Many of the weird and wonderful names on this map are still to be found on mainstream charts – the villages of Snodland (Kent), Temple Cloud (Somerset) and Blubber Houses (Yorkshire) are examples of these. Others names hint at the past such as the Isle of Avalon – meaning the ‘land of apples’; ‘Pig Hill’ denoting (Swine don) – Swindon; and Bodmin – formally known as ‘House of the Monks’. In some cases, the place names describe the landscape features around which they are built – the village of Weeting by the Fens is one example. Others describe the flora and fauna found to frequent these places, while some point to their original or past usages. I treat these words and names like emblems from the past – the names themselves become landmarks.
Also landmarked, are some of the bazaar yearly customs found around the country – such as the Haxey Hood in Lincolnshire and the cheese rolling custom at Coopers Hill in Gloucestershire; as well as some of the oldest known Shrovetide football games in the world at Ashbourne and Alnwick.
I celebrate the music festivals of this land from the legendary Isle of White festivals of 1969-70, Glastonbury Fair and many of the contemporary ones that have sprung up all over the country – the act of gathering is important here.
Many historical and sacred sights sites are shown – Stone Henge, Stanton Drew, Wood Henge, Avebury and Silbury Hill, many of which are still clouded in mystery. Numerous sites associated with the legends of ‘King’ Arthur are pinpointed, such as Tintagel (Cornwall) and Cadbury Castle (Somerset) – or ‘Camelot’ as some proposes. Ancient trees are landmarked in their positions; some pre-Roman Solstice navigational routes are marked and some major Ley-lines.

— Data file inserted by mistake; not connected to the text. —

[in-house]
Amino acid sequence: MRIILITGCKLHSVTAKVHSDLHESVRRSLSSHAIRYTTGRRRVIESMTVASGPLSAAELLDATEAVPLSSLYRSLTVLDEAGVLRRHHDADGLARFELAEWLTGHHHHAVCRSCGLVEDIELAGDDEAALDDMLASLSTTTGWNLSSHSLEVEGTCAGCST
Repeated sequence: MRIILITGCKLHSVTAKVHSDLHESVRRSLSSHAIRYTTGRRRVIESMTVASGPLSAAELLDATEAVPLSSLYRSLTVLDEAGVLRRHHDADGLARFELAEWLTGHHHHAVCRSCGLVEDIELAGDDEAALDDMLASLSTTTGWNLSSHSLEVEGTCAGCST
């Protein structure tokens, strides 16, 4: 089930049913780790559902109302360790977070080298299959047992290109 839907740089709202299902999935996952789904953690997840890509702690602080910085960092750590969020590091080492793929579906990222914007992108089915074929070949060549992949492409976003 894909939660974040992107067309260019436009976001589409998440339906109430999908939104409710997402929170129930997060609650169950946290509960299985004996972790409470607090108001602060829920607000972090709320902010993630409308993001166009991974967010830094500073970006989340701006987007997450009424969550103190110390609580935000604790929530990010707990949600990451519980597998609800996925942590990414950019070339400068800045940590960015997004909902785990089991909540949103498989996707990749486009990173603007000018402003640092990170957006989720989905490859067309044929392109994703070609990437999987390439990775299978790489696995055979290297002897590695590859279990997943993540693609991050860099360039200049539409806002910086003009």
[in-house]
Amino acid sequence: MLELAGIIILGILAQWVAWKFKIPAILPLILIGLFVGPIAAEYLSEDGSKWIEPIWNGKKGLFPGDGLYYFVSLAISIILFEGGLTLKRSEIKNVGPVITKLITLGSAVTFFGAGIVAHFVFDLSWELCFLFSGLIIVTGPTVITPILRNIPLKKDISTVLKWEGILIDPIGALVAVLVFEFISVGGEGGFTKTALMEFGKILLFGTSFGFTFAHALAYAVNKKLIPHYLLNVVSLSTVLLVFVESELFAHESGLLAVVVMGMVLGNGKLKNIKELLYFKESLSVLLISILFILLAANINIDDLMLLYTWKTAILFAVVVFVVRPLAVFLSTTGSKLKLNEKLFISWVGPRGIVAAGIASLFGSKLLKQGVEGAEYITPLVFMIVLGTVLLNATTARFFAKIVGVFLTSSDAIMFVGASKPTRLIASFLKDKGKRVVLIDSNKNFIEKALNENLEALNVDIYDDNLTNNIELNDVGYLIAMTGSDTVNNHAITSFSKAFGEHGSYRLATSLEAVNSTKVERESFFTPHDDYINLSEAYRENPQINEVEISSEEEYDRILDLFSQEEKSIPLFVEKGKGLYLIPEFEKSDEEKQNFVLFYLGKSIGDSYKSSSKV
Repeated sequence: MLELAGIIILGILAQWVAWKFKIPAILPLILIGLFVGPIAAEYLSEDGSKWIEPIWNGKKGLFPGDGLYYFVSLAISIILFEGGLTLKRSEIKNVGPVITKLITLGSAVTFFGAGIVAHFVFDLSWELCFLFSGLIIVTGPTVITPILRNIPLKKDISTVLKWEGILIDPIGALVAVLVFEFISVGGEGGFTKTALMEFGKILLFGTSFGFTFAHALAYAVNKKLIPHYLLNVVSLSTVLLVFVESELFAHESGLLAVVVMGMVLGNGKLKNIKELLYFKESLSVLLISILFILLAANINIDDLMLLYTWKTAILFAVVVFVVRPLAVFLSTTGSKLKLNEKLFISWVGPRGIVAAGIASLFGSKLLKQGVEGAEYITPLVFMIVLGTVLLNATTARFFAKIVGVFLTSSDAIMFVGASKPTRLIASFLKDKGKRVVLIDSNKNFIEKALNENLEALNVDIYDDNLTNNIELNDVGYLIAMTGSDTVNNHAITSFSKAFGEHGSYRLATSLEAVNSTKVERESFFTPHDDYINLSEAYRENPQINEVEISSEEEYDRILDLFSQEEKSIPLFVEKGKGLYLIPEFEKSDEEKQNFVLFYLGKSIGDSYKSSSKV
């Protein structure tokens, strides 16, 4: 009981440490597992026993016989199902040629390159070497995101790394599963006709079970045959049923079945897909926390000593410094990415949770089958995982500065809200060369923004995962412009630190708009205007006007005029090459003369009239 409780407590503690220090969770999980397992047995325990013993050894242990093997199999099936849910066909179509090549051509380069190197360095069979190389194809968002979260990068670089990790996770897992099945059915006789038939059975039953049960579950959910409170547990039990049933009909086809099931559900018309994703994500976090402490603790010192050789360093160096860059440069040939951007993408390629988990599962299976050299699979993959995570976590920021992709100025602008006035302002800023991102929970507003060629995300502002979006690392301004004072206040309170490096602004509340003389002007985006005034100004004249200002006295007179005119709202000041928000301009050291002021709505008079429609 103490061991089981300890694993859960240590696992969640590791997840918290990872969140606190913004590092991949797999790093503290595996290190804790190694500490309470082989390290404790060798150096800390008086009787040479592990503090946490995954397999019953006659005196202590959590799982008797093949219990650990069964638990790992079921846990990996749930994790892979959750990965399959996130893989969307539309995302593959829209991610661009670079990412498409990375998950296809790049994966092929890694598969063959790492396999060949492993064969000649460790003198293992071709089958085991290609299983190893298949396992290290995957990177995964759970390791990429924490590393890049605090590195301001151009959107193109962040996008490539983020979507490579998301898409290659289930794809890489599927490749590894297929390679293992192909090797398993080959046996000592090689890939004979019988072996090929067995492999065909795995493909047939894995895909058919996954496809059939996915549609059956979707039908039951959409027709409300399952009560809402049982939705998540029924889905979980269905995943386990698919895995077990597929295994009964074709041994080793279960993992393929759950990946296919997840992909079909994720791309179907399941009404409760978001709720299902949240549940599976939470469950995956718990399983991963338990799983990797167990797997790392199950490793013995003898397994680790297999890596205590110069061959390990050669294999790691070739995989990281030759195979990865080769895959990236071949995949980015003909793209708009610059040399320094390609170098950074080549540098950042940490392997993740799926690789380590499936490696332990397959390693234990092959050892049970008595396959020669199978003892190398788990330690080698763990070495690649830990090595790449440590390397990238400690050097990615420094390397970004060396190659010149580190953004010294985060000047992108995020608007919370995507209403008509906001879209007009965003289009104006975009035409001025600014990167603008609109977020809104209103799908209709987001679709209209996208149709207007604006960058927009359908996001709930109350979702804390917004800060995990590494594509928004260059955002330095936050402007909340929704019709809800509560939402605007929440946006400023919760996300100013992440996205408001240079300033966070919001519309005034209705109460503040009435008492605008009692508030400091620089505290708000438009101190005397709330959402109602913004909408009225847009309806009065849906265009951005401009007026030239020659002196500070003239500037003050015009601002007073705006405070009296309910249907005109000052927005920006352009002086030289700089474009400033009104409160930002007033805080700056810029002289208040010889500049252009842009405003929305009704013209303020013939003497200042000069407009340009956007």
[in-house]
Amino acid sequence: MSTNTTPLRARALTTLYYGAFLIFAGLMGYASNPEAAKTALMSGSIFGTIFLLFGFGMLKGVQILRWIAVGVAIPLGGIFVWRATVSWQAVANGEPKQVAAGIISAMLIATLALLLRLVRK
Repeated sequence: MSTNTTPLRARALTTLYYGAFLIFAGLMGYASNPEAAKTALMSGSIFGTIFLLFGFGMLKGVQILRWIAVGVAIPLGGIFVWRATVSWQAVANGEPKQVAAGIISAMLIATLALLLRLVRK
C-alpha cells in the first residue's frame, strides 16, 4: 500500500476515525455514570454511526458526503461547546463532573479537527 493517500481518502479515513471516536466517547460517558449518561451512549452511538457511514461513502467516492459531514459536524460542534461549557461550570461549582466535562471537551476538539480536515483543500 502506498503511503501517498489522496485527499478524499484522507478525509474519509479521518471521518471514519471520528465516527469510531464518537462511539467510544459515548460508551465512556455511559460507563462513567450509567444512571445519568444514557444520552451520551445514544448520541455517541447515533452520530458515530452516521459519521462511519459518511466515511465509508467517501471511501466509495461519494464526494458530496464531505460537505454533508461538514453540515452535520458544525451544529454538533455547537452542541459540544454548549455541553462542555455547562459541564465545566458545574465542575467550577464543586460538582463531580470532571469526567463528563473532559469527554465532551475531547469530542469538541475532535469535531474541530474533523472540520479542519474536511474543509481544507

Dinas Emrys (Snowdonia) is attached to the rise of the legendary Merlin (Mwelrin) and where the battle between the Red and White dragons occurred in his prophecy. This myth contributed to the eventual rising of the Welsh national symbol – its Red Dragon. Dinas Emrys was the site of the last great battle of the British Druids against the Roman invasion in 51 AD, after the last remnants of the Druid culture had been pushed back to the Isle of Anglesea, or Mona as it was once called. The Driuds were defeated and the Pagan culture retreated further North into Scotland and Westwards into Ireland. This is an example of where this map landmarks historical events that have then gone on to shape and mirror our folklore. The legend of Merlin, apart from being a characterization of many fragmented stories of an archetypal hero, it is in essence harking back to a lost pre Roman culture that would live on in history through story telling. The legend of King Arthur marks the passing of a once native culture (at least perceived that way) – into an era of the Anglo-Saxons. Folktales and physical landmarks are essentially memorials to history.